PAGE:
The Acid House (1998)

Starring Stephen McCole, Maurice Roëves, Garry Sweeney, Jenny McCrindle, Simon Weir, Iain Andrew, Kevin McKidd, Michelle Gomez, Gary McCormack, Tam Dean Burn, Alison Peebles, Ewen Bremner, Martin Clunes, Jemma Redgrave, Arlene Cockburn, Jane Stabler

Directed by Paul McGuigan

Expectations: Moderate and curious.


I didn’t know much going into The Acid House, and that was perfect. All I knew was that it had an ugly cover on Netflix, and that the Scottish accents were supposedly so thick that in some screenings it ran with subtitles for those unable to decipher the “English” being spoken. And immediately upon starting The Acid House, I knew exactly what they were talking about. Not the characters mind you, the rumors about it being indecipherable. But like a friend that helps you stagger home from the pub, Netflix was kind enough to provide subtitles on its Instant stream by default, so even Yanks like myself can get the full experience from The Acid House. This worked out great, as honestly I would’ve been lost otherwise.

The Acid House is an anthology film adapting three short stories from the work of Irvine Welsh, author of Trainspotting. So when, just a few minutes in, I thought the film was remarkably similar in tone and style to Trainspotting (a film I saw several times in my teenage years), it all made sense to learn it came from the same brain. But where my memory of Trainspotting tells me that film was shocking, realistic and heartbreaking, The Acid House is shocking, fantastical and hilarious. I loved it, start to finish, but this is definitely not a film for everyone.

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Mini-Review: Dark Nature (2009)

Starring Imogen Toner, Niall Greig Fulton, James Bryce, Vanya Eadie, Joanna Miller, Jane Stabler, Tom Carter

Directed by Marc de Launay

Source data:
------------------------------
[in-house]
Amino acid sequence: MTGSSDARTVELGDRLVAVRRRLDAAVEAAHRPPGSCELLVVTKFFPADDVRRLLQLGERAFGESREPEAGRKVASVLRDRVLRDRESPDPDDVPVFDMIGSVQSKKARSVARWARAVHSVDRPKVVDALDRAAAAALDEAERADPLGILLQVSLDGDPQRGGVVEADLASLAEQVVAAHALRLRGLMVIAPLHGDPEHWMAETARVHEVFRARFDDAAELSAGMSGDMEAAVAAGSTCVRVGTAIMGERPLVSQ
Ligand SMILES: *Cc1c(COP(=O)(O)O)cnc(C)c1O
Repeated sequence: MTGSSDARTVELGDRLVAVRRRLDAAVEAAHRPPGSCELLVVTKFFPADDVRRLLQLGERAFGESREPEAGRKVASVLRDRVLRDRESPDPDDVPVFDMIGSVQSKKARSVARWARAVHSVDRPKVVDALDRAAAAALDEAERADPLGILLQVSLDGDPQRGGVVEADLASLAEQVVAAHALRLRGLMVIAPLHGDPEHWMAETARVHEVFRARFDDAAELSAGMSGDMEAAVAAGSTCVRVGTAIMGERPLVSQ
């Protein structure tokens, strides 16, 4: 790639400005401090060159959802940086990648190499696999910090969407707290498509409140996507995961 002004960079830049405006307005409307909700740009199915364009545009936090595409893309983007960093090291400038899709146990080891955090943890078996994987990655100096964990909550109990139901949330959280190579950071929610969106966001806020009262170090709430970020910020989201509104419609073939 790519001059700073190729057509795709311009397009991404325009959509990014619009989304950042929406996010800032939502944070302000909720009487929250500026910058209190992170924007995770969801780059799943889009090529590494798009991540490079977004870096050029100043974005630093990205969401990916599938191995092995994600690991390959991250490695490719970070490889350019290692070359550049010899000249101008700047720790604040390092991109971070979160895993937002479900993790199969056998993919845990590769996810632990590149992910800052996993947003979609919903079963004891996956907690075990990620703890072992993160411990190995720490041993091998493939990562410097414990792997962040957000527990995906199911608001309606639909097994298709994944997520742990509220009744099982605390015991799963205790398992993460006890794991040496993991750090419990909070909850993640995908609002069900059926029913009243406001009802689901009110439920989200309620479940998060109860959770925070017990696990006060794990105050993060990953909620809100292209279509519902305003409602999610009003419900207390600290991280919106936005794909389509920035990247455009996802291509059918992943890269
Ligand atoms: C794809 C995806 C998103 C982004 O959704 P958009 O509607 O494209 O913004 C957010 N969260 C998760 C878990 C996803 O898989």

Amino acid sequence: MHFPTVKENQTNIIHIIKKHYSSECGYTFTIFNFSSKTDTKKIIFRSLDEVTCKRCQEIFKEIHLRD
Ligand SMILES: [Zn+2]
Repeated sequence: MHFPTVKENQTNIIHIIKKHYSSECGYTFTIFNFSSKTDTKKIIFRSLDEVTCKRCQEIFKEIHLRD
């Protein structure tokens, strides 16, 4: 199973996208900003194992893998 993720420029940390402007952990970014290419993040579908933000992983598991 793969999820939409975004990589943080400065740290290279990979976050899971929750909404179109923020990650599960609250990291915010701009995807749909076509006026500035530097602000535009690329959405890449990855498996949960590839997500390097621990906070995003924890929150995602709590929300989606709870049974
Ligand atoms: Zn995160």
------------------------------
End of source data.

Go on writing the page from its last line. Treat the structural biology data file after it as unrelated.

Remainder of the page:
Expectations: Low.


I should have listened. Before watching Dark Nature, I read numerous impressions of the film, trying to see if I should bother with it. Every single one I found was negative. I decided to watch it anyway simply on the basis that it was distributed in America by site-favorite Troma Entertainment. If they’re endorsing it, it has to have some redeeming value for their fans, right? Not the case actually, as the film is almost completely devoid of anything that would set it apart as a film that Troma should release.

The film opens with a lot of promise. A quick prologue shows a man murder his wife, then after showering, he is murdered himself by an unseen assailant. This leads to a very well-shot credits sequence featuring time-lapse and beautifully composed shots of windmills and countryside. It’s a bit slow, but it’s done so well that it gives the impression that the rest of the film will pay off for a patient viewer. Unfortunately, it never does. None of the characters demand attention, as they are all boring and too standard to be worth caring about. As you would expect they are slowly killed off, but even these scenes are boring as there’s very little gore or suspense to get excited about. Overall, the film is just so boring, even at only seventy-two minutes. I can’t imagine too many people extracting much enjoyment from this film. Definitely one to avoid. It is an unfortunate blemish on Troma’s otherwise pleasing track record.

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